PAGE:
The other reason people tuned into Walter Mercado was for the glamorous outfits. People are sometimes impressionable. They don’t always care about what’s real, they care about what’s fun and uplifting, and Mercado himself was unashamed of the superficial interest of his support base. “He had his look. So did Elvis, so did Liberace. So did the Pope. If it doesn’t look good, we’re not even going to listen.” That is a quote from Bill Bakula, the man responsible for the end of Walter Mercado.

Bakula was Mercado’s agent. He wasn’t interested in astrology or kitsch fashion, what he was interested in was Walter Mercado’s humongous following. Through Mercado’s brand, Bakula is responsible for the largest telephonic psychic service scam of all time, which capitalised mostly off of poor and desperate people in Latino communities. Bakula’s thirst for a buck was also Mercado’s downfall – he managed to convince Mercado into literally signing his name away.

Before you watch Mucho Mucho Amor, you should watch the episode of Explained on Astrology.



If you don’t know Explained, you are in for a treat. Explained is a Netflix docuseries produced by Vox which unpacks topics such as monogamy or the racial wealth gap in short informative standalone episodes. Many of these episodes are available on Youtube but unfortunately the episode on astrology is not.

Explained: Astrology investigates why people are so fascinated with astrology even when they don’t believe in it. Egocentrism is a typical human characteristic, so it makes sense that more people would be attracted to religious and mystic belief systems which place them at the figurative centre of the universe, rather than scientific belief systems in which humans are portrayed as an insignificant cog in a magnificent machine. Indeed, Galileo’s assertion that the earth revolved around the sun rather than vice-versa threatened the existence of astrology in the West.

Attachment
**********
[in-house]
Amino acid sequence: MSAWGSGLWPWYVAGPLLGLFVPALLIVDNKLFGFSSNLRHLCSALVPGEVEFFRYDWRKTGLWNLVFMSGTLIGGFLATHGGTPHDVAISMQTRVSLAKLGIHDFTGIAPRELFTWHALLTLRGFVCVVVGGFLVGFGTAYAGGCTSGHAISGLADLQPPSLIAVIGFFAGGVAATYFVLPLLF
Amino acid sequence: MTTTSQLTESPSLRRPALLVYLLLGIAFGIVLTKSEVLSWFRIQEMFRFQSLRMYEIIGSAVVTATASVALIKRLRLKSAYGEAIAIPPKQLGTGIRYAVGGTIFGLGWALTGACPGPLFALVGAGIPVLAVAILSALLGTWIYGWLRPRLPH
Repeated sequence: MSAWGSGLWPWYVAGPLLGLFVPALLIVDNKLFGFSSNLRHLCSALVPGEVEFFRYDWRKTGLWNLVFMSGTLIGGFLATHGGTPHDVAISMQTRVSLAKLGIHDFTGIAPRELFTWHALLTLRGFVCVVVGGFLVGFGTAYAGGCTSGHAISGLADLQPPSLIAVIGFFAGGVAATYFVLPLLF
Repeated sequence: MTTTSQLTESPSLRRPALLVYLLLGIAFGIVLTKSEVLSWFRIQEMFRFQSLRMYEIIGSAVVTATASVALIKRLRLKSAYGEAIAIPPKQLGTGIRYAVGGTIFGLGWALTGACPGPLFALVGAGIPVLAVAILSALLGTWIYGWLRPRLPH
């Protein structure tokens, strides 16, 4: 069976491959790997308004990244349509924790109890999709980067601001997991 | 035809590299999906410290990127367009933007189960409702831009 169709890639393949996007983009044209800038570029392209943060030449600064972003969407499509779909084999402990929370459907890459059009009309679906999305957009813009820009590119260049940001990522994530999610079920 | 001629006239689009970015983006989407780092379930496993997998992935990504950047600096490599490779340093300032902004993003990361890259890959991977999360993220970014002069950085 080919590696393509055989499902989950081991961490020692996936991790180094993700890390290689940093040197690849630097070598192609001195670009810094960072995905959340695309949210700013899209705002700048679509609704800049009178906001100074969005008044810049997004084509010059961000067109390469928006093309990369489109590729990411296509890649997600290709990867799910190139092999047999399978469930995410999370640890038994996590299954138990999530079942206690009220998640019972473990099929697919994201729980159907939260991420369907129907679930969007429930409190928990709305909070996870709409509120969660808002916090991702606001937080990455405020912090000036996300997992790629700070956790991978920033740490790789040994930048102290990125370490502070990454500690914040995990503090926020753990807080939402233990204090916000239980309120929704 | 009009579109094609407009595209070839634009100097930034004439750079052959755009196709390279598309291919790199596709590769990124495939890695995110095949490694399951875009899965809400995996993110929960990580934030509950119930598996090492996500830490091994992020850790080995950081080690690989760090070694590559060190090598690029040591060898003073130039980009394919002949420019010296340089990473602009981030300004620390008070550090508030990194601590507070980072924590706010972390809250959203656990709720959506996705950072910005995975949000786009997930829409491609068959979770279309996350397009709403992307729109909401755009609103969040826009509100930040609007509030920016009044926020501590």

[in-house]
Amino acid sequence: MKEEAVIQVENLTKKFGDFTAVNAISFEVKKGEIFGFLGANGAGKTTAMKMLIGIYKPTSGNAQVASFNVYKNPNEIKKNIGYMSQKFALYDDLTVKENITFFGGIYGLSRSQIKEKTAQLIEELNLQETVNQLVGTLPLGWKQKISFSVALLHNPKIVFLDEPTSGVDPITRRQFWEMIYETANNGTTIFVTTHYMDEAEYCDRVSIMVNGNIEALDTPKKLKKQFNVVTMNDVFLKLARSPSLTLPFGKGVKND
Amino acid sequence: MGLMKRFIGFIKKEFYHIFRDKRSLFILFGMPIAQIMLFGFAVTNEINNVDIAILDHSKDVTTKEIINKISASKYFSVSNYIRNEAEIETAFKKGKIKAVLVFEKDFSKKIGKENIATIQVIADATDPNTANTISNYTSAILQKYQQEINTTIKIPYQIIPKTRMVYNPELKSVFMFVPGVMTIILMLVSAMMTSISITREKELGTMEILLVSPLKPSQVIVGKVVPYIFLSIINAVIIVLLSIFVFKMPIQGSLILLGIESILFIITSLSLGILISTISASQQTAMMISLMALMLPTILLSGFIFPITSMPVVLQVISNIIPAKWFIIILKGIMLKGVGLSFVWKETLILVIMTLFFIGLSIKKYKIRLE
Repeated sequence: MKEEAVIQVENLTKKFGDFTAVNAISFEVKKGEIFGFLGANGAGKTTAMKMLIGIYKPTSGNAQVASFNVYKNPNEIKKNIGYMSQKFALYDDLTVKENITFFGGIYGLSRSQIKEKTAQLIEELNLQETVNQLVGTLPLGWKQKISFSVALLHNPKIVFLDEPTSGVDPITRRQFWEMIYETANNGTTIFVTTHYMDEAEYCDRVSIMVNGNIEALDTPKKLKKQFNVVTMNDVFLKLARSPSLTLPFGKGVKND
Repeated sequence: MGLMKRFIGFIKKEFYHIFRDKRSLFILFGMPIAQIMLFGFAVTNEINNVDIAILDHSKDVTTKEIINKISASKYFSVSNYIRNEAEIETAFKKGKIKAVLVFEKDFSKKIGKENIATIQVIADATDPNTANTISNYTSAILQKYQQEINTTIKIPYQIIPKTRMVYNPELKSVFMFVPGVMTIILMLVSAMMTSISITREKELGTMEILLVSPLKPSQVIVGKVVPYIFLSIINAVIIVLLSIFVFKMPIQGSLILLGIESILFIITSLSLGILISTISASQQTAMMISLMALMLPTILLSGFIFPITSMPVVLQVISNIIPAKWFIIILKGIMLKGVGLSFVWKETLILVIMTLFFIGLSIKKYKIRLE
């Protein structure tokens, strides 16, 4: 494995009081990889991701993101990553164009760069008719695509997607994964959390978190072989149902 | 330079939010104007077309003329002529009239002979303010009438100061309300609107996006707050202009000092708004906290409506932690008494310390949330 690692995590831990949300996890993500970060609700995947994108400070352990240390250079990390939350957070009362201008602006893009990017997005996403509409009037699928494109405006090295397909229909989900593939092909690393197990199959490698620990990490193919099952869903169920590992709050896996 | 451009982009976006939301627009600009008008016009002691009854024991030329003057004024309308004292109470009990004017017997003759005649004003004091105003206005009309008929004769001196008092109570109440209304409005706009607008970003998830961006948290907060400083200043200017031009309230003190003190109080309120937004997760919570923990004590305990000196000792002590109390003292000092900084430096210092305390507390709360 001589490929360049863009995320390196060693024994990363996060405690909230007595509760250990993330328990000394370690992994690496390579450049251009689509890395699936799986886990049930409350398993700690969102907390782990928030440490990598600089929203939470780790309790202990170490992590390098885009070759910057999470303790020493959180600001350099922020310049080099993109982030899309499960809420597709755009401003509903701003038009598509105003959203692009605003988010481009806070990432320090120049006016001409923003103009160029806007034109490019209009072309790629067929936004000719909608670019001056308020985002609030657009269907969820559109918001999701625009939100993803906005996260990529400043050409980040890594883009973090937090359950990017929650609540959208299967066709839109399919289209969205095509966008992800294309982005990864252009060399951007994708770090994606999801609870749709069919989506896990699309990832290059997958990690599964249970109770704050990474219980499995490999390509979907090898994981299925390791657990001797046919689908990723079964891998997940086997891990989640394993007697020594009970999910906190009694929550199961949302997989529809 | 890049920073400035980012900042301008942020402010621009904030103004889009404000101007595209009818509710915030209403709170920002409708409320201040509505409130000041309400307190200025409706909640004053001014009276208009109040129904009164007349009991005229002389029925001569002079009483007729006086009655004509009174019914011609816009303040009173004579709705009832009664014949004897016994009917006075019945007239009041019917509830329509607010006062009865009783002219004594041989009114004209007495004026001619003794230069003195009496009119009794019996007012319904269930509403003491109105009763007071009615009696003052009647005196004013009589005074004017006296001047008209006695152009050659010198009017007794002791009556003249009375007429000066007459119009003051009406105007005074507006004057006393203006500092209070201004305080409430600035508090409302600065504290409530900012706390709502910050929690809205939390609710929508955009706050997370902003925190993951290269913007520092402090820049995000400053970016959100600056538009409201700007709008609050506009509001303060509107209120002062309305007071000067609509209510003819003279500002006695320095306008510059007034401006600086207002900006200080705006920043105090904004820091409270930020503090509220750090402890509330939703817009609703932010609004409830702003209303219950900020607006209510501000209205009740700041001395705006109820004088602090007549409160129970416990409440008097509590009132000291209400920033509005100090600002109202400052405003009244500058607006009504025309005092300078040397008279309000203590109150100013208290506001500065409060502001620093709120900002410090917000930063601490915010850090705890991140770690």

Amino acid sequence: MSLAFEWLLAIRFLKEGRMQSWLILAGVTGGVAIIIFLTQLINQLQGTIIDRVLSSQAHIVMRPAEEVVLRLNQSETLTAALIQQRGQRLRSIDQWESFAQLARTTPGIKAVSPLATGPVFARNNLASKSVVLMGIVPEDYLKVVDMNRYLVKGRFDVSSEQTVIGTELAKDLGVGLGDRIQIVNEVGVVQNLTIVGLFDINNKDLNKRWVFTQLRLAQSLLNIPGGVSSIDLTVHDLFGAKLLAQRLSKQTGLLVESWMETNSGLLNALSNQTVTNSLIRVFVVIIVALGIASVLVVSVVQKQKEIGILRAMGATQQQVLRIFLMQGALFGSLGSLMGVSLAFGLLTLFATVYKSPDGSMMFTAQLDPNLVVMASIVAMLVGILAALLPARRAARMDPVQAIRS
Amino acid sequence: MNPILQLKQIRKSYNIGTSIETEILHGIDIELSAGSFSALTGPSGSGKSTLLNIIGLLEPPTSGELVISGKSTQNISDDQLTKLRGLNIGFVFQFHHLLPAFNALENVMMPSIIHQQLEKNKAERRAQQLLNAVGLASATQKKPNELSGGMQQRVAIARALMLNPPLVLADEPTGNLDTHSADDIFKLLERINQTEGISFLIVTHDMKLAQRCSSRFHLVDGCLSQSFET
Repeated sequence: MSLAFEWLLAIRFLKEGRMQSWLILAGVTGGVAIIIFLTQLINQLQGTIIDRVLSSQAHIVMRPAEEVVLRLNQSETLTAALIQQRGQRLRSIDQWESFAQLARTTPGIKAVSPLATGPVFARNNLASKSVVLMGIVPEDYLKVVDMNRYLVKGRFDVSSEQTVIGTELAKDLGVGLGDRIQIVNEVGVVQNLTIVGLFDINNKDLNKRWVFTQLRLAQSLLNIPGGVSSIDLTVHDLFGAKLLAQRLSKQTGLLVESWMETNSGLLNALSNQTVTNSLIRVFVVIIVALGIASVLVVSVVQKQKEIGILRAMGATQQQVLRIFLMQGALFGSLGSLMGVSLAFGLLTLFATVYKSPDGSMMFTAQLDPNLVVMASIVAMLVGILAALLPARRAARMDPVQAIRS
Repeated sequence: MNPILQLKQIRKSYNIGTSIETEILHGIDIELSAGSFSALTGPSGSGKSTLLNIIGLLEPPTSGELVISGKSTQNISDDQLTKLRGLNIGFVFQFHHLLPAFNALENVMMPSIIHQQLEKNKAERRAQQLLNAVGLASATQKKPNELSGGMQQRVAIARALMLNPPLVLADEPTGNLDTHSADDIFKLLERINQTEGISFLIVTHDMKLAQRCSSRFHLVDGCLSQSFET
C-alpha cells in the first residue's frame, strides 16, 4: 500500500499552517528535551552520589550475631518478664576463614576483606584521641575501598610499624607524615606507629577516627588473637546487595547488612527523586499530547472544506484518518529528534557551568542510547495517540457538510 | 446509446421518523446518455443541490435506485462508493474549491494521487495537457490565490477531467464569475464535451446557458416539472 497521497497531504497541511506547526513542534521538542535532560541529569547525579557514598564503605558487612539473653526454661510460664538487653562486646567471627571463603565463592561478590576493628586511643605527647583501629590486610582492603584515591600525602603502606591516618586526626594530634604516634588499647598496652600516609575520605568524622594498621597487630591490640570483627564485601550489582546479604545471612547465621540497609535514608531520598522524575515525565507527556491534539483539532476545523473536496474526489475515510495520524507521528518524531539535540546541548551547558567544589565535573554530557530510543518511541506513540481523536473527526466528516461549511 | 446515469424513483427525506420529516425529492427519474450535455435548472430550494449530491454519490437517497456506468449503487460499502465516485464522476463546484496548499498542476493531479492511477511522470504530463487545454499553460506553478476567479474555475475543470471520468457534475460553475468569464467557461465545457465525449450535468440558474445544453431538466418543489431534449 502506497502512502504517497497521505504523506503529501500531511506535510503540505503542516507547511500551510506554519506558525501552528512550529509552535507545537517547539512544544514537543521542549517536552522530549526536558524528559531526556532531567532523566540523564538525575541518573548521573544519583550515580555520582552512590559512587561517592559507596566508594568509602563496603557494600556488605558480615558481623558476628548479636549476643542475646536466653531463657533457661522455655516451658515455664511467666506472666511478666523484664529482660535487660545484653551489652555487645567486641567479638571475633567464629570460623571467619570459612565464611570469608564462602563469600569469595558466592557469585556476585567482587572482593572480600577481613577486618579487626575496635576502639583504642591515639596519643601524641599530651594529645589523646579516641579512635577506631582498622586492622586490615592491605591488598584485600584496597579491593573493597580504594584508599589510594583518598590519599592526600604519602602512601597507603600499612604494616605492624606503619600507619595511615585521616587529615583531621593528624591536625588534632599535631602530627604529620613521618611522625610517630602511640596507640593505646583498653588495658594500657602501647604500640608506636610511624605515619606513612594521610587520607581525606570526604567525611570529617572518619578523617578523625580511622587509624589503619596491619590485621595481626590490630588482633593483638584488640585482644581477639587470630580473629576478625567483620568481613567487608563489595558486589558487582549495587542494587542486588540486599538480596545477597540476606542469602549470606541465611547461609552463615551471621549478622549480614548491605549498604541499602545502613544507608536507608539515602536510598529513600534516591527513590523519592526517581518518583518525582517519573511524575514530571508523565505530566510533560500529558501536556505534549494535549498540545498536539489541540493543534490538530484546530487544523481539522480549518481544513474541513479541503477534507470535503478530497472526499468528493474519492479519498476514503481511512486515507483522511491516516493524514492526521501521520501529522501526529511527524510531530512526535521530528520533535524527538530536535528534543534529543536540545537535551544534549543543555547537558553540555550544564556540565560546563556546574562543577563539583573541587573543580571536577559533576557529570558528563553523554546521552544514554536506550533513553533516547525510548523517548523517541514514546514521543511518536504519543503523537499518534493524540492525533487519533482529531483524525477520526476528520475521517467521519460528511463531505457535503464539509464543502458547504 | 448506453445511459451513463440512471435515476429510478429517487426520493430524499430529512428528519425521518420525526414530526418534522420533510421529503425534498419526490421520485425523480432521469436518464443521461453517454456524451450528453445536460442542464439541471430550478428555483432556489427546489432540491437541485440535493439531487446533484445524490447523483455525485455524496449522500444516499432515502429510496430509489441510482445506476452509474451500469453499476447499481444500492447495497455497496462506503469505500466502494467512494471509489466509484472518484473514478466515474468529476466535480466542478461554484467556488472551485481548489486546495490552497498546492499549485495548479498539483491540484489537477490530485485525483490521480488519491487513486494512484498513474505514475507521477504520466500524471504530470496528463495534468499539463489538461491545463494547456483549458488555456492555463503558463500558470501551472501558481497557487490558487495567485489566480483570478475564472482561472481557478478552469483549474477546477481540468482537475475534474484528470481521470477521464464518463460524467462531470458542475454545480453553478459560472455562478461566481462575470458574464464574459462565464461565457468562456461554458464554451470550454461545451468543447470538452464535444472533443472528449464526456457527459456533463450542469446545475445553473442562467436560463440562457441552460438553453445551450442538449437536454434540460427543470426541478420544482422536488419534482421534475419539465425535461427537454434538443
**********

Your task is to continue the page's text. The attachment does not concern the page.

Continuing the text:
Today, the West is secularising, and this is likely the source of astrology’s growing popularity. Astrology provides a similar comfort to religion, but it does not share the brutal history and stringent restrictions of mainstream faiths. Because of this, astrology is not nearly as controversial as mainstream religions, but the problem is that it still requires faith in unscientific concepts, making it potentially less harmless than people sometimes think.

American astrologer Chani Nicholas describes horoscopes as “a gateway drug”. Once you are willing to accept an unproven idea, and nobody challenges you on it, you are far more likely to accept something even more preposterous.

When you’re watching Mucho Mucho Amor, you might find yourself thinking: “Even if this is all bogus, he’s preaching love and he’s not hurting anybody. If it makes people happy, why not leave them be?”  

And indeed, in the case of Walter Mercado, the world is lucky that he didn’t use his influence in more nefarious ways, as so many spiritual leaders have done before and will inevitably do in the future. But there is always a danger when, under the flag of ‘love and kindness’, people get trapped into giving away their faith, their beliefs, their belongings, and sometimes even much more, to the leaders they rally behind. DM/ ML

Found a little-known gem of a film which you absolutely love? Send a recommendation to [email protected]

Missed last week’s review?  read it now.

This weekend we’re watching: Solace in Solitude

To see what’s new on Showmax in July, click here.